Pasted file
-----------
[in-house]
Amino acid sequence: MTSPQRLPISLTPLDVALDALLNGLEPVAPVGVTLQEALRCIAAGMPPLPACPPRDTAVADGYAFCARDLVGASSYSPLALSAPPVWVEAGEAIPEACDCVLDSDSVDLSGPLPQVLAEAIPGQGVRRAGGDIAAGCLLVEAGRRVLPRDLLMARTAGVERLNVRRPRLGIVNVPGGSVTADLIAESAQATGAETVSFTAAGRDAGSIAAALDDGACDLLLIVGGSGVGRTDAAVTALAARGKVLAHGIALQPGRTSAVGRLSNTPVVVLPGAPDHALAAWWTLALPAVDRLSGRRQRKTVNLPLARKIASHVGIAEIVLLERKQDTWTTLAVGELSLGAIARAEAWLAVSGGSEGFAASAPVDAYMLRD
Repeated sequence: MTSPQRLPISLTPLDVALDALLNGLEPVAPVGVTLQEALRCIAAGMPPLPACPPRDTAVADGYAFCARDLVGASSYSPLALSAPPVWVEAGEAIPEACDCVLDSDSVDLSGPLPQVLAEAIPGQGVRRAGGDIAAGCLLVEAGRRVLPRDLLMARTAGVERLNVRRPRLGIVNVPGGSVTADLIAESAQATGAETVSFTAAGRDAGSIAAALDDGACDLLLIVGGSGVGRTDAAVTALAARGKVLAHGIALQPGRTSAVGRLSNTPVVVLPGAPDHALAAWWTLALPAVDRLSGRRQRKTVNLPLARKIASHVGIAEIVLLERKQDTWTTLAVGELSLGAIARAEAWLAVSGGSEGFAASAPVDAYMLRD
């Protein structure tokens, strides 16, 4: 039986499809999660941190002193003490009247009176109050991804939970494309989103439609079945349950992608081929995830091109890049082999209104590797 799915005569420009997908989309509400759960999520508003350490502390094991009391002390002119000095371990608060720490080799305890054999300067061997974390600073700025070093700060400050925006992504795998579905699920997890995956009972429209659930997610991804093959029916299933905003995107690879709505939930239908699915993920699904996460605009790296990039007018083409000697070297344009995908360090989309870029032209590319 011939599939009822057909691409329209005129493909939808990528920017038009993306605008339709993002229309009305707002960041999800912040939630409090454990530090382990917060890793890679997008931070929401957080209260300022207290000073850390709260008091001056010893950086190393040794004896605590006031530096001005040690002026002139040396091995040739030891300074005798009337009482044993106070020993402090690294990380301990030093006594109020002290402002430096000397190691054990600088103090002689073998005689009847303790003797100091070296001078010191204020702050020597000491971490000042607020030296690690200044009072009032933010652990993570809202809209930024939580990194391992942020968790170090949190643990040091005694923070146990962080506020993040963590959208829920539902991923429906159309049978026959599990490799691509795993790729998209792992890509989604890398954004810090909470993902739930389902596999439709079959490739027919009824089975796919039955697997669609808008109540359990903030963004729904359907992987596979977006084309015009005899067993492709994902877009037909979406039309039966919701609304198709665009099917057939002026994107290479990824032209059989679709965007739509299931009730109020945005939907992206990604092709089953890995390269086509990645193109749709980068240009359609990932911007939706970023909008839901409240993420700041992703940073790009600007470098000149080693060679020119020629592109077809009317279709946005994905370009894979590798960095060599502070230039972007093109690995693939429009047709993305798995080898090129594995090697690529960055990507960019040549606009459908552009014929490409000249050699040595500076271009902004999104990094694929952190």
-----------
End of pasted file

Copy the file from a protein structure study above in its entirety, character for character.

[in-house]
Amino acid sequence: MTSPQRLPISLTPLDVALDALLNGLEPVAPVGVTLQEALRCIAAGMPPLPACPPRDTAVADGYAFCARDLVGASSYSPLALSAPPVWVEAGEAIPEACDCVLDSDSVDLSGPLPQVLAEAIPGQGVRRAGGDIAAGCLLVEAGRRVLPRDLLMARTAGVERLNVRRPRLGIVNVPGGSVTADLIAESAQATGAETVSFTAAGRDAGSIAAALDDGACDLLLIVGGSGVGRTDAAVTALAARGKVLAHGIALQPGRTSAVGRLSNTPVVVLPGAPDHALAAWWTLALPAVDRLSGRRQRKTVNLPLARKIASHVGIAEIVLLERKQDTWTTLAVGELSLGAIARAEAWLAVSGGSEGFAASAPVDAYMLRD
Repeated sequence: MTSPQRLPISLTPLDVALDALLNGLEPVAPVGVTLQEALRCIAAGMPPLPACPPRDTAVADGYAFCARDLVGASSYSPLALSAPPVWVEAGEAIPEACDCVLDSDSVDLSGPLPQVLAEAIPGQGVRRAGGDIAAGCLLVEAGRRVLPRDLLMARTAGVERLNVRRPRLGIVNVPGGSVTADLIAESAQATGAETVSFTAAGRDAGSIAAALDDGACDLLLIVGGSGVGRTDAAVTALAARGKVLAHGIALQPGRTSAVGRLSNTPVVVLPGAPDHALAAWWTLALPAVDRLSGRRQRKTVNLPLARKIASHVGIAEIVLLERKQDTWTTLAVGELSLGAIARAEAWLAVSGGSEGFAASAPVDAYMLRD
């Protein structure tokens, strides 16, 4: 039986499809999660941190002193003490009247009176109050991804939970494309989103439609079945349950992608081929995830091109890049082999209104590797 799915005569420009997908989309509400759960999520508003350490502390094991009391002390002119000095371990608060720490080799305890054999300067061997974390600073700025070093700060400050925006992504795998579905699920997890995956009972429209659930997610991804093959029916299933905003995107690879709505939930239908699915993920699904996460605009790296990039007018083409000697070297344009995908360090989309870029032209590319 011939599939009822057909691409329209005129493909939808990528920017038009993306605008339709993002229309009305707002960041999800912040939630409090454990530090382990917060890793890679997008931070929401957080209260300022207290000073850390709260008091001056010893950086190393040794004896605590006031530096001005040690002026002139040396091995040739030891300074005798009337009482044993106070020993402090690294990380301990030093006594109020002290402002430096000397190691054990600088103090002689073998005689009847303790003797100091070296001078010191204020702050020597000491971490000042607020030296690690200044009072009032933010652990993570809202809209930024939580990194391992942020968790170090949190643990040091005694923070146990962080506020993040963590959208829920539902991923429906159309049978026959599990490799691509795993790729998209792992890509989604890398954004810090909470993902739930389902596999439709079959490739027919009824089975796919039955697997669609808008109540359990903030963004729904359907992987596979977006084309015009005899067993492709994902877009037909979406039309039966919701609304198709665009099917057939002026994107290479990824032209059989679709965007739509299931009730109020945005939907992206990604092709089953890995390269086509990645193109749709980068240009359609990932911007939706970023909008839901409240993420700041992703940073790009600007470098000149080693060679020119020629592109077809009317279709946005994905370009894979590798960095060599502070230039972007093109690995693939429009047709993305798995080898090129594995090697690529960055990507960019040549606009459908552009014929490409000249050699040595500076271009902004999104990094694929952190």